One Day at A Time

Last updated: October 2021

I am 72. I was diagnosed almost four years ago with wet AMD in my right eye. I had gone to my regular eye doctor after noticing strange, gray blobs in my vision, worse than floaters. She sent me to a retina specialist and the same day I started treatments, which were injections of Eyelea.

Treatment coverage

I had to make the decision on the spot which was a good thing because had I given myself time to think about it I probably would have delayed. I hate needles and who wants to get poked in the eye? At the time I had no Medicare or other health insurance. The clinic thankfully had a program for low-income people like me, and for the first year, the treatments were covered.

I then got on the ball and applied for SSI; now I have Medicaid and Medicare also. I live two hours from the clinic and rely on my daughter-in-law to take me. I go every 8 weeks now. I had stretched out to 12 but after cataract surgery, the doctor determined an 8-week span, just be extra careful.

Family members with AMD

My dad had wet AMD in his later years and it was so sad to watch how it changed his life. He had to quit driving, watching television and he could not see people's faces. His great joy was to listen to books on tape. I can still picture him sitting on the couch with his tape player on his lap and his headphones on. I thank God for that service. Looking back I think Dad probably had the AMD long before he got diagnosed. I am not sure if the treatments were that common back in the day. His father, my grandfather suffered from wet AMD as well.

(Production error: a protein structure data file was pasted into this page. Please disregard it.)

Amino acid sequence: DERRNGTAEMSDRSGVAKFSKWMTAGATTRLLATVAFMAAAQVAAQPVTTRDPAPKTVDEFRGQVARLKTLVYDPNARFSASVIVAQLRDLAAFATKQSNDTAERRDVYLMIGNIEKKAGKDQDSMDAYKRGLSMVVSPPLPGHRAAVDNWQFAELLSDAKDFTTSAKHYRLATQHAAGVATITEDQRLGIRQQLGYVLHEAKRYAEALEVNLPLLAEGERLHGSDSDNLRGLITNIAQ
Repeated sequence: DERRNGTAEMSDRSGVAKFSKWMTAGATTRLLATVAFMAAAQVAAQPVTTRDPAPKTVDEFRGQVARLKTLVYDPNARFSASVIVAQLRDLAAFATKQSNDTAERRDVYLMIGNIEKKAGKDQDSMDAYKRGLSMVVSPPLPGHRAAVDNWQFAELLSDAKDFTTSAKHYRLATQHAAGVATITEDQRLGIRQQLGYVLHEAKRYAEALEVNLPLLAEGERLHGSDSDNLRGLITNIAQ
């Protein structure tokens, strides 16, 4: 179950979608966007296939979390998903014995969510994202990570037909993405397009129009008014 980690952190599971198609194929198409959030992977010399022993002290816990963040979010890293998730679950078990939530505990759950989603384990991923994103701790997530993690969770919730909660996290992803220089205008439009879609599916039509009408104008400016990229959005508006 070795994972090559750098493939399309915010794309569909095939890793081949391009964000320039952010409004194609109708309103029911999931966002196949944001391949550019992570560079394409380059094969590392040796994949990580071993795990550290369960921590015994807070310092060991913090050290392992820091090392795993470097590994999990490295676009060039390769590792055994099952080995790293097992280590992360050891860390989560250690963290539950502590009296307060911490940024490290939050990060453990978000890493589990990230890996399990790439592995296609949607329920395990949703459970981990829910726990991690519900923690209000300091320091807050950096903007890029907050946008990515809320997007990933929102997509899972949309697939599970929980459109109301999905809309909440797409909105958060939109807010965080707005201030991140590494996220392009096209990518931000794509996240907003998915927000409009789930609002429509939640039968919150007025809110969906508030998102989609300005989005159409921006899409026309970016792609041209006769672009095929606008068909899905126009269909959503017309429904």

Diagnosis leading to healthier lifestyle

So yes, I was scared when I got the diagnosis. I am also thankful I am able to get treatments. Having this condition has helped me to appreciate life and treasure the people that I love and that love me. It has forced me to take care of my overall wellness such as a good diet, fresh air, and exercise.

It is humbling to know that I may really need help someday if I reach the point of not being able to read or drive. I hope it does not come to that. The treatment so far works, meaning my eye has established and is not getting worse. The fear is that the good eye (in which I have dry AMD) will develop into the wet kind and if that happens I will be in trouble. As of this writing, I can still read, drive, and watch movies so I feel blessed.

One thing that has helped are the words a wise person once told me: to live one day at a time.

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This article represents the opinions, thoughts, and experiences of the author; none of this content has been paid for by any advertiser. The team does not recommend or endorse any products or treatments discussed herein. Learn more about how we maintain editorial integrity here.

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